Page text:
Date of Award

Spring 1954

Document Type

Thesis - Restricted

Degree Name

Master of Science (MS)


Mechanical Engineering

First Advisor

Hirthe, Walter M.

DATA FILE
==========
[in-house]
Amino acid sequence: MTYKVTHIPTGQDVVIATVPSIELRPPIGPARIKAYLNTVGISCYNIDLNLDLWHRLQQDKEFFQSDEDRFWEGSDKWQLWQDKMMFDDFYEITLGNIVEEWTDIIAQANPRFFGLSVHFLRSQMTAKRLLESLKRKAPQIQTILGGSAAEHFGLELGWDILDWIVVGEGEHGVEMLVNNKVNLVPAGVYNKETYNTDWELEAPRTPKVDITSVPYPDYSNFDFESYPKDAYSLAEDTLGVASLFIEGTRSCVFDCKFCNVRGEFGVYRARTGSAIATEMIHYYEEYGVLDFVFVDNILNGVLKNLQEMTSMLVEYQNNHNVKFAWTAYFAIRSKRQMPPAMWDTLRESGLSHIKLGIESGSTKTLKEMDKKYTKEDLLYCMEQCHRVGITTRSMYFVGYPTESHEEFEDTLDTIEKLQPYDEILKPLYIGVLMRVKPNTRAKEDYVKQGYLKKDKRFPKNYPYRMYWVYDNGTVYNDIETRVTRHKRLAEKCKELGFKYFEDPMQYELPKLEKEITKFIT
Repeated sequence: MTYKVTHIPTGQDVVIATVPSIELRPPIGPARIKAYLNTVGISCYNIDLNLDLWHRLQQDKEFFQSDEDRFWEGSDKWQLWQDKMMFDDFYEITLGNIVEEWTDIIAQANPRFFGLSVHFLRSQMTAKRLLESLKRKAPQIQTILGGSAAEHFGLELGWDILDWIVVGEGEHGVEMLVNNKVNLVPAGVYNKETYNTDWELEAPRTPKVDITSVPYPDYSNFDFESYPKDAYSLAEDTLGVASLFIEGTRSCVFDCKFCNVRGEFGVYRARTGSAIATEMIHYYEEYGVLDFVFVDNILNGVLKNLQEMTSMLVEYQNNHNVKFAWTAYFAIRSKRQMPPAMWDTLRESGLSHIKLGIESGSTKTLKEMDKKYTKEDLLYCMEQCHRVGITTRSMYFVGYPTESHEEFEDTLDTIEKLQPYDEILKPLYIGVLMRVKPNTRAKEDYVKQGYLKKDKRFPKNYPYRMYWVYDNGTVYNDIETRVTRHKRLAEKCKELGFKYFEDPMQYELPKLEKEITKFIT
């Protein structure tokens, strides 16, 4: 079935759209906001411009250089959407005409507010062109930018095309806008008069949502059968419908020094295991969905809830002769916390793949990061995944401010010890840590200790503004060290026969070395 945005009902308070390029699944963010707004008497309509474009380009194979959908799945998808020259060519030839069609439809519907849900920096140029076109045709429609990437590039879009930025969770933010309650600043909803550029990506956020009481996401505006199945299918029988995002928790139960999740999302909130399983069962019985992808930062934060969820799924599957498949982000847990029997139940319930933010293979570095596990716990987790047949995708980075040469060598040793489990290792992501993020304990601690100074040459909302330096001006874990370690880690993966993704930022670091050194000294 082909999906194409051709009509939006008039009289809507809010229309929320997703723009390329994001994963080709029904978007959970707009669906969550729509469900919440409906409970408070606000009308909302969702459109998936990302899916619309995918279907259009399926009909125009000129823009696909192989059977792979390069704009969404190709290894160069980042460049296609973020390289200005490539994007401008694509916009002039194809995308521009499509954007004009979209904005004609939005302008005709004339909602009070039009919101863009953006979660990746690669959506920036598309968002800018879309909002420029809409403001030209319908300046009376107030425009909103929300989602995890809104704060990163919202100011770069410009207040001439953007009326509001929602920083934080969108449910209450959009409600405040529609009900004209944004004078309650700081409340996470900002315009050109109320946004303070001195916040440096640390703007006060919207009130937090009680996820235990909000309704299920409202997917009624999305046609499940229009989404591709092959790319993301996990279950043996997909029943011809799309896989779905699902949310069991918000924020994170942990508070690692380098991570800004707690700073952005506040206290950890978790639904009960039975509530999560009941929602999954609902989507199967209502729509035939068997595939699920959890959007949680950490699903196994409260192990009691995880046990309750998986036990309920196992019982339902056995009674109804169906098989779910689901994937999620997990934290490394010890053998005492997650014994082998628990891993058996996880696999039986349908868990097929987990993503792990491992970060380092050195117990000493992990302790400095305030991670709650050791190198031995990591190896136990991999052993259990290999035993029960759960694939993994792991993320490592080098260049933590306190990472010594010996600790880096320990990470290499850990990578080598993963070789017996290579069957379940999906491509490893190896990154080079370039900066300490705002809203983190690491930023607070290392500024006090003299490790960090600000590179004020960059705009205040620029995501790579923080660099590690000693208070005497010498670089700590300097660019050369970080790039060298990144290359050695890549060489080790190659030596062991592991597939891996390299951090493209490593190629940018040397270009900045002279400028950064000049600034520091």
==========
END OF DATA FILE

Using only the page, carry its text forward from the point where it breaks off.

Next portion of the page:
Industry in these United States is generally thought or by laymen in terms of large corporations, sprawling manufacturing empires and octupus-like holding companies. In conformity with this thinking the publishing houses and industrial periodicals annually pour out millions of words in print on manufacturing problems and processes, the vast majority of which are directed to or based on the experience of the corporation employing in the range or eight hundred to ten thousand personnel. However, the Department or Commerce statistics indicate that only twenty per cent of the American Workers are employed in these large organizations while eighty per cent are to be found in the plants with personnel ranging from fifty to four hundred in number. The problems of the small plant are as real and as pressing as are those of the largest corporation. But where the latter has a battery of experts for each phase of its operations and specialists to handle specific problems, the owner of a small manufacturing establishment must rely on his ingenuity and that of a small staff to find answers to problems in a multitude of related and unrelated fields. Few publications give his problems serious notice, and, therefore, he must abstract from reams of literature the few essential facts that are applicable to his special activities. To crystallize some of these problems peculiar to the small plant and to summarize their solutions is the intent of this thesis. The conclusions and data it contains are the result of many years of research and experiment on the part of the writer, his staff and his many friends and business associates operating small plants, who supplied much of the information and data needed to complete the studies contained in this thesis.



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